By Trey Rusk
My first patrol car was a 1975 Ford LTD. It was equipped with a waffle cage mounted behind the front seat. It was called the waffle because some prisoners would hit it with their faces on purpose or as a result of a sudden stop. Thus the waffle marks.
Most patrol officers carry a patrol case. The case contains things that may be needed during the shift that the local agency didn't provide.
Spitters often went to the ER for stitches.
Occasionally, I would have to transport some belligerent asshole who would attempt to spit on officers. I kept a mesh bag with a draw string that would cover the head of a spitter. It always worked well but I still had to listen to them. Sometimes a stray dog would run out in front of the patrol car and I would have to slam on my brakes. The rest of the ride was usually as peaceful as a Sunday drive.
Do you smell something? Did you shit yourself?
More than once as a rookie I would be called to transport a Shitter. This was someone who had crapped himself before or during an arrest. As a general rule, Shitters wouldn't be arrested unless it was for a higher level of offense or they were Poppers. POP is the acronym for Pissing of the Police. I kept large black trash bags in in my patrol case. I would place it on the ground and have a Shitter step into the bag then pull it up and tie a knot. Sometimes a Shitter would be combative and resist the bag, so I also carried Vicks in my patrol bag and dabbed it under my nose. Once booked and placed in a cell a Shitter would be stripped down naked and hosed off until all the fecal matter went down the cell drain. Then a clean jump suit and blanket would be given to them. Not only was it humiliating but it was cold. That's why most city jails are called coolers. They are kept cold to hold down the smells and keep the inmates wrapped in their blankets to stay warm. Cold cells equal less trouble.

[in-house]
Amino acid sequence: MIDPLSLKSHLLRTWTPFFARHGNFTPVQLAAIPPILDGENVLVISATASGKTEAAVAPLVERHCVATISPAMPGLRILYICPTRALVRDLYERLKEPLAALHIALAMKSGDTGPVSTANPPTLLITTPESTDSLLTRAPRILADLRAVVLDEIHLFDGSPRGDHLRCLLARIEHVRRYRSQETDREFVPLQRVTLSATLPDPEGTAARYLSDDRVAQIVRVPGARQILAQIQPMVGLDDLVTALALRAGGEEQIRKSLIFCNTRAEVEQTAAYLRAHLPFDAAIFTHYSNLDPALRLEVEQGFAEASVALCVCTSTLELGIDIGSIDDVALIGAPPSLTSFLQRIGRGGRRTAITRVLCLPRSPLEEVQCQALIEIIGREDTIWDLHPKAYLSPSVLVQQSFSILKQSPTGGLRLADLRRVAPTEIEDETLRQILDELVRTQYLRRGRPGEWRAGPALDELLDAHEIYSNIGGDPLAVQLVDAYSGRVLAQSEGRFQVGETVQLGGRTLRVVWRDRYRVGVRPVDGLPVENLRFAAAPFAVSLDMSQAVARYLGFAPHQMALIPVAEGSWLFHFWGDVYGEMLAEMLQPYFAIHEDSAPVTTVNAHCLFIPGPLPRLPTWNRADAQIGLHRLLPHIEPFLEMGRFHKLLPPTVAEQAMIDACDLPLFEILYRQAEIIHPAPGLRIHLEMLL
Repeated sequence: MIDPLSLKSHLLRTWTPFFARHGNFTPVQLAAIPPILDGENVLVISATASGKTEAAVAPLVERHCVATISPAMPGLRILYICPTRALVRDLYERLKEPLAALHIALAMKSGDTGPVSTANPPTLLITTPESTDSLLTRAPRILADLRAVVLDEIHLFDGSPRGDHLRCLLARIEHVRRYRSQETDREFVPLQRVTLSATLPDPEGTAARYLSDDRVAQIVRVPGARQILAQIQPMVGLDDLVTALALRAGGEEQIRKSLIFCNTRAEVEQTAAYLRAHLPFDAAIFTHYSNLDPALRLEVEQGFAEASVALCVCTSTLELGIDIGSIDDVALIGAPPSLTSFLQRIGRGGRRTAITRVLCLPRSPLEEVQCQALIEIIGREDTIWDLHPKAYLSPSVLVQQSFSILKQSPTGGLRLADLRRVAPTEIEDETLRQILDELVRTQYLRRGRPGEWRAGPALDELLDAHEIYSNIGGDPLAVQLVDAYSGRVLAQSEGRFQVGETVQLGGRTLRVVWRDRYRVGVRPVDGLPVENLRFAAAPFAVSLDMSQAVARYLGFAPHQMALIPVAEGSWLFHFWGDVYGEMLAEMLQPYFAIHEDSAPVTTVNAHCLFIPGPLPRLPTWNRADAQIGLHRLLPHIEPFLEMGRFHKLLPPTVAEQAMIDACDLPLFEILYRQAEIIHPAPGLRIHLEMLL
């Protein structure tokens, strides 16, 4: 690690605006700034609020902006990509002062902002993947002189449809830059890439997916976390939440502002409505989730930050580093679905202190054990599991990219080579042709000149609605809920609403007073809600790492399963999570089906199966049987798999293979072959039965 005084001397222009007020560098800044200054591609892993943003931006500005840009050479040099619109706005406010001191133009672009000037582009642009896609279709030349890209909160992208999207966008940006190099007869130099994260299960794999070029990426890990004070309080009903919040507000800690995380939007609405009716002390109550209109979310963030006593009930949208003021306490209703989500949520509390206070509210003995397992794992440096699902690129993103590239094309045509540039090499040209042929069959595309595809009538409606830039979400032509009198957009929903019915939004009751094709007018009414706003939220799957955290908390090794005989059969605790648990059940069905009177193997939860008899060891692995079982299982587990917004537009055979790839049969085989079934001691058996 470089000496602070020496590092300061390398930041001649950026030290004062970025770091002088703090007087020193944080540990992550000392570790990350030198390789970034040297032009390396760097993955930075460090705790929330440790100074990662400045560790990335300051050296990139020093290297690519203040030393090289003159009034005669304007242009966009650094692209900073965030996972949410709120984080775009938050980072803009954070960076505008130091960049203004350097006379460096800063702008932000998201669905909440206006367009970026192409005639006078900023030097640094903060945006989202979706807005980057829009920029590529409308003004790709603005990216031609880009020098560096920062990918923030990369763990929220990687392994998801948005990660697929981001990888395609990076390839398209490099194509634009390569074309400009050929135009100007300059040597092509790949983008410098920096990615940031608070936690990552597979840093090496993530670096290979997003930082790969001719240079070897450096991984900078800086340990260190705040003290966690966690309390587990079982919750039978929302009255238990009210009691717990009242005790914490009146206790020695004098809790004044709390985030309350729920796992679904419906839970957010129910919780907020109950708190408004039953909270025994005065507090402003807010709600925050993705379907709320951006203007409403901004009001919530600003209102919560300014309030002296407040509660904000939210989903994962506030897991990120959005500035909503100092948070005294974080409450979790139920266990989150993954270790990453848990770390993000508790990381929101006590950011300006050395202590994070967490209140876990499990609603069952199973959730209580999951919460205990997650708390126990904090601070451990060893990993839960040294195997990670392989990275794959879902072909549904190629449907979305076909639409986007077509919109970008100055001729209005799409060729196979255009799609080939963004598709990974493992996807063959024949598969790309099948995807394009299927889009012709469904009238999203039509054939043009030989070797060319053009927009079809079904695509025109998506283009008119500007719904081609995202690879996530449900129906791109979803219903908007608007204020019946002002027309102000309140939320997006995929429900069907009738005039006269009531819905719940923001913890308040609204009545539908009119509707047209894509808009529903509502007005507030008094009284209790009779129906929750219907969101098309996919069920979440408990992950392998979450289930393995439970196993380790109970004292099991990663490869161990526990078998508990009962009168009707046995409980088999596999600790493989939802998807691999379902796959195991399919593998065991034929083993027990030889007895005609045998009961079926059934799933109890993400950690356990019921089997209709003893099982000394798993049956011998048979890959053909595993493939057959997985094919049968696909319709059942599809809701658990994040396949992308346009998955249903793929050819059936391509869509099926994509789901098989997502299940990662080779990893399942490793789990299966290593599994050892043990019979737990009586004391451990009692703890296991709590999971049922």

Critters come in all sizes.
Cattle is king in Texas. When cattle escape the pastures the cops are called. I have wrangled many a steer to keep them from being hit by traffic. There is nothing more invisible in Texas than a black cow standing in the road on a moonless night.
Surprisingly, when a cow is hit by a car and crippled the arriving officer usually has to shoot the bovine. I have never had anyone claim a cow that was hit by a car. The pasture owner risked too much liability and so 1000 pounds of meat lay in the road. I have seen people seriously injured or killed because cattle were standing in a roadway.
Dead cows aren't wasted.
I would call the local boys home and no matter what time it was a flat bed truck with a winch would arrive to cart the cow off for meat and leather. They would also come out for deer. Some of the boys trained as meat cutters and later became butchers. It was a good system.
I miss the simpler times.
That's the way I see it.